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Tall Ships

Written by on May 10, 2013 in Boating, One in The Thousand

Toronto’s The Empire Sandy sailing in to Brockville, the City of the 1000 Islands. Photo by Kim Lunman.

 It may not look like the set of the Pirates of the Caribbean, but the 1000 Islands has attracted tall ships from around the world to the majestic St. Lawrence River. Some even claim the 1000 Islands as a home port. 

Tall ships and their crews have set sail in this region  from Nova Scotia, Georgia, Baltimore, Florida, and elsewhere at tall ships festivals held in the Brock Isles and Clayton. Brockville, City of the 1000 Islands, has hosted two tall ships festivals here since 2013. Brockville was the first and last port of call respectively, in the Tall Ships 1812 festival in 2013 and the Tall Ships Great Lakes Tour in 2016. The Unicorn of New Jersey, the world’s only all-female crewed tall ship, operated by Sisters Under Sail Corp. visited in the 2013 festival. Tall ships that visited the area include The Norwegian tall ship Sørlandet, the former British-built naval ship Empire Sandy, an attraction at Toronto Harbourfront, and The Mist of Avalon of Ivy Lea, once a fishing schooner off  Atlantic Canada’s coast, have also participated in the tall ships festivals here.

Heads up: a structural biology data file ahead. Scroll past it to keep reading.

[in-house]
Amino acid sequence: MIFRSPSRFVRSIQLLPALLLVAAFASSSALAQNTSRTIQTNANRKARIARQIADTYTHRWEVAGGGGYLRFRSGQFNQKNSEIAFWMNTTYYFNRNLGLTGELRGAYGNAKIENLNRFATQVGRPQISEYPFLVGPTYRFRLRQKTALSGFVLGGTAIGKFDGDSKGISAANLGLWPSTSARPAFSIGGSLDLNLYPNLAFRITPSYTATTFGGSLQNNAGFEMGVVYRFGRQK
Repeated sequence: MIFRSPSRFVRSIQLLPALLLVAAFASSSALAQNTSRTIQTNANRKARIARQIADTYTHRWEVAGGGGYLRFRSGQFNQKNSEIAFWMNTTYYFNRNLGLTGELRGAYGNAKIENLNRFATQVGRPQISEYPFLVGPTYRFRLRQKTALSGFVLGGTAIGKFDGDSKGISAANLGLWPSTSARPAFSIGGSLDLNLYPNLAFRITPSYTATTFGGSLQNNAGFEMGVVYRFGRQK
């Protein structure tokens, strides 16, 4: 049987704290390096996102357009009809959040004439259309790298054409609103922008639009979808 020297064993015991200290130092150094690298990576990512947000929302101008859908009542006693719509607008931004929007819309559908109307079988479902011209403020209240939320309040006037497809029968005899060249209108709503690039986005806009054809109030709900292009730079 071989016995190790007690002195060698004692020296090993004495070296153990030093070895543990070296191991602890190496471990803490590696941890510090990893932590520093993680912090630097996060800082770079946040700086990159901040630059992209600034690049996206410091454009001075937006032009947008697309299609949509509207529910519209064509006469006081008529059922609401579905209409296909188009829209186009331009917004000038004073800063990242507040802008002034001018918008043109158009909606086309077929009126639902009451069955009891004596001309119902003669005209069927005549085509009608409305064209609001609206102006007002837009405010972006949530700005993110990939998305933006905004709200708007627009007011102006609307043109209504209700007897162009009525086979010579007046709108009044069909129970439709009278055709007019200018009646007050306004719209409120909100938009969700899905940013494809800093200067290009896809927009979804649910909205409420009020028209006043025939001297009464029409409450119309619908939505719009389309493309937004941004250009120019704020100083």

The Unicorn of New Jersey is the world’s only all-female Tall Ship. Photo by Lisa Hornak

Some continue to sail in familiar waters here in the Brock Isles. The tall ship Fair Jeanne is owned by Tall Ships Landing Condominium Resort developer Simon Fuller. His father, the late naval war hero Captain Thomas George Fuller also known as “the Pirate of the Adriatic,” built the Fair Jeanne in the family’s Ottawa backyard. The 18th century replica brigantine is operated by the Fuller family under Ottawa’s Bytown Brigantine along with the Black Jack tall ship, offering bursaries for sailing camps for youths aged 12 to 19. Both tall ships were featured in the Brockville tall ships festivals. 

Brockville was also once the home port to a lavish steam yacht.  The 1901 yacht once owned and named Magedoma by Senator George Fulford I of Brockville has had many lives not to mention near deaths – including a sinking in the Boston harbor – before undergoing a $12-million restoration by her current owner, California venture capitalist Dr. Robert McNeil. 

Twilight aboard the Empire Sandy in the Brock Isles. Photo by Kim Lunman.

He steered the vintage vessel back Brockville two years ago. Classic wooden boats will also be on display from Clayton’s Antique Boat Museum and will also include the charter yacht Cygnus II from Alexandria Bay N.Y.

 

 

 

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